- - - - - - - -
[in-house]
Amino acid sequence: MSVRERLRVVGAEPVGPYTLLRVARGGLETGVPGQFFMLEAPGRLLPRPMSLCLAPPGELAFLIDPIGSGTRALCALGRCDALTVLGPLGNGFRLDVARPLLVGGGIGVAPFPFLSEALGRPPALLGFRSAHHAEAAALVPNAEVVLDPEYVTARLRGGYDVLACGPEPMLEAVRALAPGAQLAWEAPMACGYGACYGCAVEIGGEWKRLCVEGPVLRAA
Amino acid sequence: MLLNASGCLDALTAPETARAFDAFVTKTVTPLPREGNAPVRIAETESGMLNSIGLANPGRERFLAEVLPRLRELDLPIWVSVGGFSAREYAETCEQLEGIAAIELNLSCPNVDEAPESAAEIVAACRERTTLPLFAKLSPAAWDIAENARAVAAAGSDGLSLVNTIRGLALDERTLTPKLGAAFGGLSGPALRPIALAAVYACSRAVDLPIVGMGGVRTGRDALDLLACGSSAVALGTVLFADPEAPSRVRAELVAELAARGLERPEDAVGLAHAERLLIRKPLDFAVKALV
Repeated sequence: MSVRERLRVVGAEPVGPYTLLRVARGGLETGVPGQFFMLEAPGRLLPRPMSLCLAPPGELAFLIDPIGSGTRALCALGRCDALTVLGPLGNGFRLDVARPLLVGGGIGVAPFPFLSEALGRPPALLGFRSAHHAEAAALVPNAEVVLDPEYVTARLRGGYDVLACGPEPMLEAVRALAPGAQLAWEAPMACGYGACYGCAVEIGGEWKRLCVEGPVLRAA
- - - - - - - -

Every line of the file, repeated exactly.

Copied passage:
[in-house]
Amino acid sequence: MSVRERLRVVGAEPVGPYTLLRVARGGLETGVPGQFFMLEAPGRLLPRPMSLCLAPPGELAFLIDPIGSGTRALCALGRCDALTVLGPLGNGFRLDVARPLLVGGGIGVAPFPFLSEALGRPPALLGFRSAHHAEAAALVPNAEVVLDPEYVTARLRGGYDVLACGPEPMLEAVRALAPGAQLAWEAPMACGYGACYGCAVEIGGEWKRLCVEGPVLRAA
Amino acid sequence: MLLNASGCLDALTAPETARAFDAFVTKTVTPLPREGNAPVRIAETESGMLNSIGLANPGRERFLAEVLPRLRELDLPIWVSVGGFSAREYAETCEQLEGIAAIELNLSCPNVDEAPESAAEIVAACRERTTLPLFAKLSPAAWDIAENARAVAAAGSDGLSLVNTIRGLALDERTLTPKLGAAFGGLSGPALRPIALAAVYACSRAVDLPIVGMGGVRTGRDALDLLACGSSAVALGTVLFADPEAPSRVRAELVAELAARGLERPEDAVGLAHAERLLIRKPLDFAVKALV
Repeated sequence: MSVRERLRVVGAEPVGPYTLLRVARGGLETGVPGQFFMLEAPGRLLPRPMSLCLAPPGELAFLIDPIGSGTRALCALGRCDALTVLGPLGNGFRLDVARPLLVGGGIGVAPFPFLSEALGRPPALLGFRSAHHAEAAALVPNAEVVLDPEYVTARLRGGYDVLACGPEPMLEAVRALAPGAQLAWEAPMACGYGACYGCAVEIGGEWKRLCVEGPVLRAA